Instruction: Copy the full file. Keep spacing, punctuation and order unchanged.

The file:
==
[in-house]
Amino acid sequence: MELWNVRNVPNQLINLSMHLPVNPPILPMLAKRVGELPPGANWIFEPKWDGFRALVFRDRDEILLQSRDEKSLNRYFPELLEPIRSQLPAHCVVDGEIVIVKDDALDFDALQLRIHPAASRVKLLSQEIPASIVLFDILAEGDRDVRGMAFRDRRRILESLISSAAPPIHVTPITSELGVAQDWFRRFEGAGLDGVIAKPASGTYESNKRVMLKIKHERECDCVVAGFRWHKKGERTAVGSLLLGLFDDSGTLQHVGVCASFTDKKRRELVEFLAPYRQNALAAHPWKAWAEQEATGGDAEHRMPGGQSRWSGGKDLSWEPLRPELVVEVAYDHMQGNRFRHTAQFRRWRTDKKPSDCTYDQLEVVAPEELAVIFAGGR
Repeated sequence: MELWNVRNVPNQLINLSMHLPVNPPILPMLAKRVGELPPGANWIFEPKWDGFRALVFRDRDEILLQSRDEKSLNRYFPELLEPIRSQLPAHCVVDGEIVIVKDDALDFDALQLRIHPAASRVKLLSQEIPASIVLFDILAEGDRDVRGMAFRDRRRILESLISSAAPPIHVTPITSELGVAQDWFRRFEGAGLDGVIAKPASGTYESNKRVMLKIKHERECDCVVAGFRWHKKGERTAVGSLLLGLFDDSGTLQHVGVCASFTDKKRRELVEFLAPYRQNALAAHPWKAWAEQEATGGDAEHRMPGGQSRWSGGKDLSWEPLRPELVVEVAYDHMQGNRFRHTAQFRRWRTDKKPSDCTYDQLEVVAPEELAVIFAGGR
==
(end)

[in-house]
Amino acid sequence: MELWNVRNVPNQLINLSMHLPVNPPILPMLAKRVGELPPGANWIFEPKWDGFRALVFRDRDEILLQSRDEKSLNRYFPELLEPIRSQLPAHCVVDGEIVIVKDDALDFDALQLRIHPAASRVKLLSQEIPASIVLFDILAEGDRDVRGMAFRDRRRILESLISSAAPPIHVTPITSELGVAQDWFRRFEGAGLDGVIAKPASGTYESNKRVMLKIKHERECDCVVAGFRWHKKGERTAVGSLLLGLFDDSGTLQHVGVCASFTDKKRRELVEFLAPYRQNALAAHPWKAWAEQEATGGDAEHRMPGGQSRWSGGKDLSWEPLRPELVVEVAYDHMQGNRFRHTAQFRRWRTDKKPSDCTYDQLEVVAPEELAVIFAGGR
Repeated sequence: MELWNVRNVPNQLINLSMHLPVNPPILPMLAKRVGELPPGANWIFEPKWDGFRALVFRDRDEILLQSRDEKSLNRYFPELLEPIRSQLPAHCVVDGEIVIVKDDALDFDALQLRIHPAASRVKLLSQEIPASIVLFDILAEGDRDVRGMAFRDRRRILESLISSAAPPIHVTPITSELGVAQDWFRRFEGAGLDGVIAKPASGTYESNKRVMLKIKHERECDCVVAGFRWHKKGERTAVGSLLLGLFDDSGTLQHVGVCASFTDKKRRELVEFLAPYRQNALAAHPWKAWAEQEATGGDAEHRMPGGQSRWSGGKDLSWEPLRPELVVEVAYDHMQGNRFRHTAQFRRWRTDKKPSDCTYDQLEVVAPEELAVIFAGGR